A couple of weeks ago, I attended our school district's 8th grade graduation ceremony in my official Board of Education capacity. I found the award-presenting part of the ceremony fascinating, in that almost no boys received awards at all. Being the number-crunching geek that I am, and finally having a minute or two to do it, I sat down this morning to work out the exact numbers.
This particular 8th grade class is approximately 55% female, 45% male, for the record.
There were a total of 17 awards, some of which had multiple recipients. In all, 26 awards were presented, a grand total of five of which went to boys (and one boy received two of those awards.) Of those five, one was for excellence in physical education, and another was in a category that required a male recipient and a female recipient by definition (highest GPA for each gender.) That left a grand total of three awards that went to boys on the basis of character, intelligence/performance, personality, contribution to our community, writing skills, or anything else. Noteworthy is the fact that every single subject area performance award (math, language arts, computers, science, languages, etc) went to one or more girls other than the award for physical education, which was also presented to a female co-recipient.
I was embarrassed on the boys' behalf. The girls all but ran the table on them.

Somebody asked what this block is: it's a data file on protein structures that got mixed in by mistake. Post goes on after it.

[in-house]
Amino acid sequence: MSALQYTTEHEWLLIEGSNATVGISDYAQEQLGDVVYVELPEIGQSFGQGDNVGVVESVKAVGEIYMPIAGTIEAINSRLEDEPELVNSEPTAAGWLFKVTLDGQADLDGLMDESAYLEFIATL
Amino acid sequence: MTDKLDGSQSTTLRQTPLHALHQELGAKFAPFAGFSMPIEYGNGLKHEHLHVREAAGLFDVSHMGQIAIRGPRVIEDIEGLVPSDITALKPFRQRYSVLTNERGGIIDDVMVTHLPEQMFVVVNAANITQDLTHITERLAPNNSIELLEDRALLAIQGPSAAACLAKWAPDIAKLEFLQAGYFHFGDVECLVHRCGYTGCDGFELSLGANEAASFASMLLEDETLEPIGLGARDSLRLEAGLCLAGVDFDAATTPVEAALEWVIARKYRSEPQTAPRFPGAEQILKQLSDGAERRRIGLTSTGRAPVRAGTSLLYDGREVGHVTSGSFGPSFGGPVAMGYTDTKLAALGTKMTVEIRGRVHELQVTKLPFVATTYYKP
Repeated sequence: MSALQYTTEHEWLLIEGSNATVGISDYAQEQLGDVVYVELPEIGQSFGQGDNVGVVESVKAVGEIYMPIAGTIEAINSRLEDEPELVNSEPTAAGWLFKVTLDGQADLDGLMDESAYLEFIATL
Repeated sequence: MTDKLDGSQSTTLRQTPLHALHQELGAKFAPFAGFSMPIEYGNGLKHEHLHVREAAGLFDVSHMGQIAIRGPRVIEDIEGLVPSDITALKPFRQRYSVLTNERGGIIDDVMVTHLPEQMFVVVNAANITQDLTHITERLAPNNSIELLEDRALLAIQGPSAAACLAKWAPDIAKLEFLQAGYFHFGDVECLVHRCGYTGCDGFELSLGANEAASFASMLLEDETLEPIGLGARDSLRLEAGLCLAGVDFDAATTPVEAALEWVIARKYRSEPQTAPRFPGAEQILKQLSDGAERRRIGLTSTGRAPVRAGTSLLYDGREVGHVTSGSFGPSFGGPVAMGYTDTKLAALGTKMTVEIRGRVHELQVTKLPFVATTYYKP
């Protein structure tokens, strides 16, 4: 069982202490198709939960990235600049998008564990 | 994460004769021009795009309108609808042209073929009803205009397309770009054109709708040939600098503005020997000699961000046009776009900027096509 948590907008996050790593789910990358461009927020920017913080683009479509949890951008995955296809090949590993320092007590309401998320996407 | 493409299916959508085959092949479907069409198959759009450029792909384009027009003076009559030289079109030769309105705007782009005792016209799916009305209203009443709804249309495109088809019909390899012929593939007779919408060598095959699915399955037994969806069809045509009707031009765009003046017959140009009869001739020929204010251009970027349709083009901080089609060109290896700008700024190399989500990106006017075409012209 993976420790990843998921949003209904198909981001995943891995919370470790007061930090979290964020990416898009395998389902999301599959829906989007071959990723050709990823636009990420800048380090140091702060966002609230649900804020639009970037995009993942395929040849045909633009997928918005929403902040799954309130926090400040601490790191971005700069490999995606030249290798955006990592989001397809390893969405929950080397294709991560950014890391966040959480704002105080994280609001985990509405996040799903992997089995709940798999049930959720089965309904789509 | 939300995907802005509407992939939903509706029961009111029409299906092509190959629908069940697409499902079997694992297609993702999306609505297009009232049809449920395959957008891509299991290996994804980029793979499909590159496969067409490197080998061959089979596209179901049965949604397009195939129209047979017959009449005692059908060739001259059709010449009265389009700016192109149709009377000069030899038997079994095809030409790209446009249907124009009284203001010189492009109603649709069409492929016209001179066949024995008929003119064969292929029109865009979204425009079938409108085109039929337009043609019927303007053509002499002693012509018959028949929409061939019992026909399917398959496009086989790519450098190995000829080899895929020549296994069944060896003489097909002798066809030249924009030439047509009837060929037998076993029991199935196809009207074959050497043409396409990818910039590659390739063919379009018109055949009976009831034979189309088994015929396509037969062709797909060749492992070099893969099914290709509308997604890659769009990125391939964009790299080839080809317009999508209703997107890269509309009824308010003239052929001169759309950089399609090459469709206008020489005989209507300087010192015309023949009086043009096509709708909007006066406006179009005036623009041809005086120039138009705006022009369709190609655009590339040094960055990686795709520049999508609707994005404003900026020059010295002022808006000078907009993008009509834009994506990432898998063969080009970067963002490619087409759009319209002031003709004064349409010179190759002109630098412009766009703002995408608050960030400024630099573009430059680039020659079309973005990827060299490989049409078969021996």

This is a good school. Clearly, the girls are learning what they need to learn and are doing well here. What's up with the boys?? Since my two sons are in this school district, I have to admit that these stats concern me in a big way. (NOLA and anyone else with teaching experience reading this, is this a normal middle school award distribution pattern???)
Separately, I recently came across an article in The Atlantic called "Stop Penalizing Boys For Not Being Able To Sit Still At School." Read this. Really.
For anyone who didn't jump to the link, the article argues that boys are disproportionately less able to behave in accordance with the expectations required in the traditional classroom model than girls, and that this behavior results in grade-related penalizing of these boys (and misperceptions relating to their intelligence and potential) starting as early as kindergarten.
It then goes on to summarize some the results of a study specifically directed toward finding pegagogical approaches that actually work for boys, approaches that specifically harness their comparatively greater (on average) competitiveness and activity levels.
You can bet that I will be forwarding this article and my rough calculations regarding our award percentages to our principal and superintendent. Food for thought in a big way.
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